A woman went to the press watchdog after a regional daily ran a comment from her which featured in a council press release.
A statement by Amanda Lamb featured in a story run by the Shields Gazette, but she claimed she had not consented to this being published.
The article in question, about the formal opening of a new housing development where Mrs Lamb lived, had included comments from her on its location as well as details about her husband’s health.
Complaining to the Independent Press Standards Organisation that the Gazette had breached Clause 2 (Privacy) of the Editors’ Code of Practice, she admitted she had said something similar to the comment published in the article when individuals from the council’s housing department had visited their home to carry out a review, shortly after they had moved in to the property.
However, she said that she had not consented to this being published.
Denying a breach of Code, the Gazette said the comment had come from a press release issued by the council press office on behalf of a housing trust.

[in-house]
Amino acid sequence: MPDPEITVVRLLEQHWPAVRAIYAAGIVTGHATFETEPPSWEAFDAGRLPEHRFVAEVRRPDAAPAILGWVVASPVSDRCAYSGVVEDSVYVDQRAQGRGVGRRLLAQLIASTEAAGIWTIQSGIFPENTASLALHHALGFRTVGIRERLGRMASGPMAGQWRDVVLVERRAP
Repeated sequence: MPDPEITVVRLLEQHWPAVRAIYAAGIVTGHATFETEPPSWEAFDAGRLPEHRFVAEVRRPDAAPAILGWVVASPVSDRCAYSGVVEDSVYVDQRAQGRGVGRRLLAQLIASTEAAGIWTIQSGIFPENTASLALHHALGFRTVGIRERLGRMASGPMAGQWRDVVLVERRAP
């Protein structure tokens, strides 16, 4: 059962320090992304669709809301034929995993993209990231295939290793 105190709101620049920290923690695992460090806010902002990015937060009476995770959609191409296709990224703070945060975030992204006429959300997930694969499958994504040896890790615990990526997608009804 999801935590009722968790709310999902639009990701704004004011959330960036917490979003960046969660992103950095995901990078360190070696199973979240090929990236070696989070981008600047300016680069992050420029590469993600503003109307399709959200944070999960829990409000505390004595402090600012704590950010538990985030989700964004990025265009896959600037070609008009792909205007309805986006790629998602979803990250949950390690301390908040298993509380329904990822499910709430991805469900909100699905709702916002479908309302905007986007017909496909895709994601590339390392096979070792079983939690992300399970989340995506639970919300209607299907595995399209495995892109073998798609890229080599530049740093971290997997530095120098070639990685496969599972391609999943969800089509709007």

It provided a copy of the press release, which had been distributed to the media, and said it had no reason to believe that the individuals referred to in the statement had not consented to its publication.
Regardless, as a gesture of goodwill, the Gazette removed the article in question from its website.
IPSO found that where such information had been provided by the local authority, there was no obligation on the newspaper to check that Mrs Lamb had consented to it being published.
The complaint was not upheld, and the full adjudication can be read here.